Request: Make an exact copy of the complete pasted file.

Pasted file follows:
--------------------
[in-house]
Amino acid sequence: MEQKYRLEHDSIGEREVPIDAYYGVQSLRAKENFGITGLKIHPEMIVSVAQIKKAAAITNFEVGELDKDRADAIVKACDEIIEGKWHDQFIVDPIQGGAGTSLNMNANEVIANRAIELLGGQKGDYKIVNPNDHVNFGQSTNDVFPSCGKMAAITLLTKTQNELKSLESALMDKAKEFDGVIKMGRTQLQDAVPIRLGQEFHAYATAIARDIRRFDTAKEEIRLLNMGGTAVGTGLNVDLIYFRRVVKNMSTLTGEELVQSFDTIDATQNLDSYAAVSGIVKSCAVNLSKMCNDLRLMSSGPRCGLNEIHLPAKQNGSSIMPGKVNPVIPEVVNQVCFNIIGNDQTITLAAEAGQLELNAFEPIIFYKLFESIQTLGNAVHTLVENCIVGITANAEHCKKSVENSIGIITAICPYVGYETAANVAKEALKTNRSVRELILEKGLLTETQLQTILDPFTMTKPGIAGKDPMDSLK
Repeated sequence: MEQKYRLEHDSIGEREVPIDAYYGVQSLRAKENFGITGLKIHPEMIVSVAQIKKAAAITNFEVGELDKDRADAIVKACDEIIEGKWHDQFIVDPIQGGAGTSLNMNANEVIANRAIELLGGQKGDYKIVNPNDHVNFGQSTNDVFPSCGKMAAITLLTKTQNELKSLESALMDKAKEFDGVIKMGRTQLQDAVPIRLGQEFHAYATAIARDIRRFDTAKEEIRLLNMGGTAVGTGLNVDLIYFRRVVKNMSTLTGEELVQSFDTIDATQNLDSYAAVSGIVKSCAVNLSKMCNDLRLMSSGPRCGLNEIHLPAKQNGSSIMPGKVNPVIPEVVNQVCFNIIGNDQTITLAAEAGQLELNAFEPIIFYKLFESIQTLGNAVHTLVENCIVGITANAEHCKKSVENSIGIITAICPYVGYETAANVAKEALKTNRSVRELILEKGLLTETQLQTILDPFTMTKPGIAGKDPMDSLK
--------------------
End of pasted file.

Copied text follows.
[in-house]
Amino acid sequence: MEQKYRLEHDSIGEREVPIDAYYGVQSLRAKENFGITGLKIHPEMIVSVAQIKKAAAITNFEVGELDKDRADAIVKACDEIIEGKWHDQFIVDPIQGGAGTSLNMNANEVIANRAIELLGGQKGDYKIVNPNDHVNFGQSTNDVFPSCGKMAAITLLTKTQNELKSLESALMDKAKEFDGVIKMGRTQLQDAVPIRLGQEFHAYATAIARDIRRFDTAKEEIRLLNMGGTAVGTGLNVDLIYFRRVVKNMSTLTGEELVQSFDTIDATQNLDSYAAVSGIVKSCAVNLSKMCNDLRLMSSGPRCGLNEIHLPAKQNGSSIMPGKVNPVIPEVVNQVCFNIIGNDQTITLAAEAGQLELNAFEPIIFYKLFESIQTLGNAVHTLVENCIVGITANAEHCKKSVENSIGIITAICPYVGYETAANVAKEALKTNRSVRELILEKGLLTETQLQTILDPFTMTKPGIAGKDPMDSLK
Repeated sequence: MEQKYRLEHDSIGEREVPIDAYYGVQSLRAKENFGITGLKIHPEMIVSVAQIKKAAAITNFEVGELDKDRADAIVKACDEIIEGKWHDQFIVDPIQGGAGTSLNMNANEVIANRAIELLGGQKGDYKIVNPNDHVNFGQSTNDVFPSCGKMAAITLLTKTQNELKSLESALMDKAKEFDGVIKMGRTQLQDAVPIRLGQEFHAYATAIARDIRRFDTAKEEIRLLNMGGTAVGTGLNVDLIYFRRVVKNMSTLTGEELVQSFDTIDATQNLDSYAAVSGIVKSCAVNLSKMCNDLRLMSSGPRCGLNEIHLPAKQNGSSIMPGKVNPVIPEVVNQVCFNIIGNDQTITLAAEAGQLELNAFEPIIFYKLFESIQTLGNAVHTLVENCIVGITANAEHCKKSVENSIGIITAICPYVGYETAANVAKEALKTNRSVRELILEKGLLTETQLQTILDPFTMTKPGIAGKDPMDSLK